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  • Dr. Lisa Martin

How to Not Sink


So much has happened in the last 15 months since I last wrote a blog post. Like so many others during this pandemic and period of social unrest, I’ve been working and trying to keep my family physically and emotionally safe.


My work has kept me deeply connected to the emotional arc of individuals, families, and institutions during this time. There has been a constant hum of anxiety and stress over these months but there has also been incredible hope and a reorienting of priorities. Hope for a vaccine, the new administration, the return to normal, and real social justice and change kept us going in our time of isolation. So many of us realized that working from home allowed us more time with our families and ourselves and allowed us to live closer to a more balanced life. Missing our friends and loved ones only made us realize how truly essential they are.


Now as the summer comes to a close with rising rates of the Delta variant and the horrors of Afghanistan on constant loop, many are feeling overwhelmed, angry, hopeless, and afraid. It is like we saw the finish line and now we are learning we have 12 more miles to go.


How do we not sink into despair and tap into our endurance and resilience? Here are a few pieces of advice I’ve gathered from my work on how to navigate this challenging time.


1. Accept this moment

So much of our suffering in life comes from fighting and avoiding truth. Right now, much

is uncertain and outside of our control. We are not done with COVID and there is much

injustice and pain in this world. Sitting with and acknowledging this truth helps us have

more energy to direct to being in the moment and identifying what we can control.


2. Identify your locus of control

There are somethings that we can control. We can send our kids to school with masks,

we can prioritize our family’s health in other ways, and we can work to make change in

our communities. Identify some goals you can work towards and make sure to plan

things to look forward to.


3. Don’t put social justice on pause

There was such a rush of energy after George Floyd’s death, people new to the fight

were out on the streets demanding change. Unfortunately, what I have seen in the past

few months as an anti-racism facilitator is that energy is dwindling. So much of what we

are seeing with COVID has roots in racism, whiteness, toxic masculinity, and wealth and

education inequity. We must continue to fight for liberty and justice.


4. Prioritize your health

Getting physical activity, being connected to your emotions instead of numbing, having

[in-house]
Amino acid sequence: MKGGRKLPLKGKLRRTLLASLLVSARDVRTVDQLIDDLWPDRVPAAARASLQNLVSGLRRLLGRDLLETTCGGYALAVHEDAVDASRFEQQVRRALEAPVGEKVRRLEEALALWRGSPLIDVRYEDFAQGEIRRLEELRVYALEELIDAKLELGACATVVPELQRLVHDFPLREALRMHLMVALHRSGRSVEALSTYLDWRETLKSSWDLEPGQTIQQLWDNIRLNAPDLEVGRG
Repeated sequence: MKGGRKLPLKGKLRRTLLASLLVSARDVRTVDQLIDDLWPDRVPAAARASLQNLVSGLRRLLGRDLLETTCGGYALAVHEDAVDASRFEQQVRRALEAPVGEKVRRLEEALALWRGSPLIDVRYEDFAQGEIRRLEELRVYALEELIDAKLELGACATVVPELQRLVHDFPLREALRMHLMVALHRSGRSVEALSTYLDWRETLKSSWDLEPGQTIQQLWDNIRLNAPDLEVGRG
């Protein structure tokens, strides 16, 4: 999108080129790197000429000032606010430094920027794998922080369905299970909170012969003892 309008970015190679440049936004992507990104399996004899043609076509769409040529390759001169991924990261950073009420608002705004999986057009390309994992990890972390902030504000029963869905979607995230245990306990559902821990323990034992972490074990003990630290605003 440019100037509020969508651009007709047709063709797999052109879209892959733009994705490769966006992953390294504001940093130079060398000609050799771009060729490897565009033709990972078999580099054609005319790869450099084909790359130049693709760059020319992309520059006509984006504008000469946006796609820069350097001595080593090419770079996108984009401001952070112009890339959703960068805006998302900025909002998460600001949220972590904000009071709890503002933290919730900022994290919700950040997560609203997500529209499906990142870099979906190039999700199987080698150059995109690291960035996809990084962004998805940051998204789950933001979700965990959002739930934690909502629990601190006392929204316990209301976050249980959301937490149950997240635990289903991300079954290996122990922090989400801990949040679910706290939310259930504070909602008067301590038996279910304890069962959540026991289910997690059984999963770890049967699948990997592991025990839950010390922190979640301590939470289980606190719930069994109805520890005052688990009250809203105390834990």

a release for sexual energy, and being connected to any spiritual practice you may have

whether that is about prayer or deep breathing can keep you grounded and relieves

stress. Its hard to begin new practices so start small, accept that your motivation will rise

and fall, and aim to make healthier practices as fun as joyful as possible.


5. Make space for joy and rest

This means putting down the phone for a bit and trying something different. Tap into0

what you loved to do as a kid whether its bike riding, jewelry making, or writing stories

and find ways to engage in that or similar activities now. As a parent I know how hard it

is to find times for rest but teaching kids how to have quiet, mindful, restful moments is

a gift to help them be more regulated and grounded.


6. Get support.

Stay connected to your loved ones. Sometimes in times of stress or sadness we move

away from community instead of toward when it is the one thing that can help us feel

whole again. Also, if you have the means, getting outside support like a therapist or

coach can help you work towards your goals and carve out a space just for you and your

personal growth and healing. Especially if you have lost a loved one during this time,

therapy can help you process and find your path forward. The same goes for

institutions, this is a great time to bring in consultants and trainers. Professional

development opportunities increase morale and help staff feel connected and

committed to the institution. Outside consultants can help you asses your strengths and

challenge areas and finetune strategies for improvement.


The goal here is to keep living and growing. Stay safe, wear a mask, and, barring any medication exclusions, please get vaccinated.

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